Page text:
Homebuyers: find out if a property is in a flood plain

Lindsay Landis
Published on August 24, 2022

Homebuyers: find out if a property is in a flood plain

A few weeks ago, monsoon rains flooded several Las Vegas casinos. Parts of the iconic Strip were turned into lagoons, according to the news. Then, there was the recent and devastating flood in Kentucky.

A state of emergency has been declared in two West Virginia counties after recent flooding. Missouri, Colorado and even Death Valley have experienced floods in recent weeks.

In fact, seven million people in several states are under flood watch as of this writing.

No, this isn’t anything new. Floods are “America’s most frequent and expensive disaster,” the experts at the non-profit Flood Defenders say.

They go on to quote a University of Maryland study that claims “America has experienced an urban flooding event once every 2-3 days for the past 25 years.”

Most important of all is that, according to the Federal government, 99% of U.S. Counties were impacted by a flooding event between 1996 and 2019.

Obviously, it’s important to find out if a home you have your eye on is located in a designated floodplain.

What is a floodplain?

A floodplain, according to the Federal Emergency Management Agency (FEMA), includes any area on land that is “… susceptible to being inundated by floodwaters from any source.”

That’s just one of the words that you may need to have defined during your search for information about flood insurance. Run up against another head-scratcher? Find the definition online at FEMA.gov.

Homeowners insurance doesn’t cover flood damage

Many new homeowners or about-to-be homeowners are shocked that their insurance on the home doesn’t cover any damage from flooding.

This can be a bit confusing because very often “water damage” is covered. Flood damage, however, is differentiated from water damage by the following definition:

Flood damage is caused by “a general and temporary condition of partial or complete inundation of two or more acres of normally dry land area or of two or more properties,” according to the experts at FEMA.

Kanner and Pintaluga, a property damage law firm, offers this distinction: “Water damage caused by flooding is not covered by homeowners or renters policies because it is considered a gradual event rather than sudden or accidental.”

“As a rule of thumb, if the water first touches the ground before entering your home, it is considered flood damage,” they conclude.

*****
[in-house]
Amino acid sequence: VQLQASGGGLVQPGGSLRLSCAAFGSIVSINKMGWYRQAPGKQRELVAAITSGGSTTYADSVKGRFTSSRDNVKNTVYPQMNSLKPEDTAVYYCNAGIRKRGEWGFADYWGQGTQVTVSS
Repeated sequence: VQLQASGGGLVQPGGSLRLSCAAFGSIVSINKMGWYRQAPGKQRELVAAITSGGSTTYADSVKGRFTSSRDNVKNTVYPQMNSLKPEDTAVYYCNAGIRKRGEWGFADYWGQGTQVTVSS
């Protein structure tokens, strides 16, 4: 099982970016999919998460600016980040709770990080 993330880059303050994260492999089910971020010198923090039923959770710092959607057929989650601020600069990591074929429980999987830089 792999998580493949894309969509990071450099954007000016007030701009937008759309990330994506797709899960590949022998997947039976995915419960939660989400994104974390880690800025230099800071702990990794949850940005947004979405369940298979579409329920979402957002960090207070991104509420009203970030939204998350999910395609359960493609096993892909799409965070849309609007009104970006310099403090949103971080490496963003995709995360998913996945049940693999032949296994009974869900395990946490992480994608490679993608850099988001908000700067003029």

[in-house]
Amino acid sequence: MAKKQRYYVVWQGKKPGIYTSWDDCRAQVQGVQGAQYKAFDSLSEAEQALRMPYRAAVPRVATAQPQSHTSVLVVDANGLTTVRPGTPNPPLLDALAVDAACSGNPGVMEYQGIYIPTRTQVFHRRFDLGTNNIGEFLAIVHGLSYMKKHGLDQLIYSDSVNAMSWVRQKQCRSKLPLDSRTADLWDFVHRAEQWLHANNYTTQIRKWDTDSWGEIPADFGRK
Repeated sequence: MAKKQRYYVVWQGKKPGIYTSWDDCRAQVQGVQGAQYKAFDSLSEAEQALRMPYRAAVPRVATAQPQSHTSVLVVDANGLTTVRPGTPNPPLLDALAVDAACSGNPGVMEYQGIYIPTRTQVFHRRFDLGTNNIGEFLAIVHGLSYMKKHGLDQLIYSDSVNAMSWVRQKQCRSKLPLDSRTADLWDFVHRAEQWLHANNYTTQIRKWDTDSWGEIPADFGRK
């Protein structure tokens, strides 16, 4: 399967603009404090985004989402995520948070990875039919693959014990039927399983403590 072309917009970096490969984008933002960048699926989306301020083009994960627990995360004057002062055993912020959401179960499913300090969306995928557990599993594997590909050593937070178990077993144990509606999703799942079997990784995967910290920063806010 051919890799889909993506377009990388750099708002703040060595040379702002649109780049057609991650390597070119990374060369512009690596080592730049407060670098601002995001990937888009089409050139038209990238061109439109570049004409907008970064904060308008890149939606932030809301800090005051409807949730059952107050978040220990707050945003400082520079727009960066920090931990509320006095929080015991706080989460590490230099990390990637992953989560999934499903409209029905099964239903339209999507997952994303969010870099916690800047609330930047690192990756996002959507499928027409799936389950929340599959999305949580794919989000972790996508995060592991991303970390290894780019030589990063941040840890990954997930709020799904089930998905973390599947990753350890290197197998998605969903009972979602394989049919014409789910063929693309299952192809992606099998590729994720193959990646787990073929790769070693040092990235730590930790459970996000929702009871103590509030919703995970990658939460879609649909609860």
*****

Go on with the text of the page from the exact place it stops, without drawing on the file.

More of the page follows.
How can I protect my pocketbook from flood damage?

Even though homeowners insurance generally doesn’t cover flood damage, you are not without protection options: The National Flood Insurance Program (NFIP), managed by FEMA.

“You can purchase flood insurance through the National Flood Insurance Program or one of the more than 50 private insurance companies that offer the coverage,” according to the folks at FEMA.

If you own your home outright you may not even have flood insurance. Many Americans take the gamble and don’t purchase coverage.

It’s lower income homeowners who typically lack coverage, but can you blame them? “… the cost of federal flood insurance is rising as climate change increases damages to homes,” senior research scientist Alexander de Sherbinin tells Anuradha Varansai with Columbia Climate School.

He goes on to claim that rising flood insurance rates may put low-income homeowners at risk for losing their homes. “… insurance payments may go from $600 a year to up to $3,000 to $6,000 by 2022,” he said.

How to find out if that home you love is in a floodplain

Visit FEMA’s website to locate flood maps for the area. Enter the home’s address in the box and click on “Search” and you will be taken to a map of the neighborhood and details on flooding in the area.

Your best bet, however, is to call your homeowners insurance agent to find out if a home you are considering purchasing is in a flood zone.

Then, visit rocketmortgage.com to learn the risks of buying a home in a flood zone.

Questions? Although we aren’t insurance professionals, we are happy to point you in the right direction to get your questions answered.

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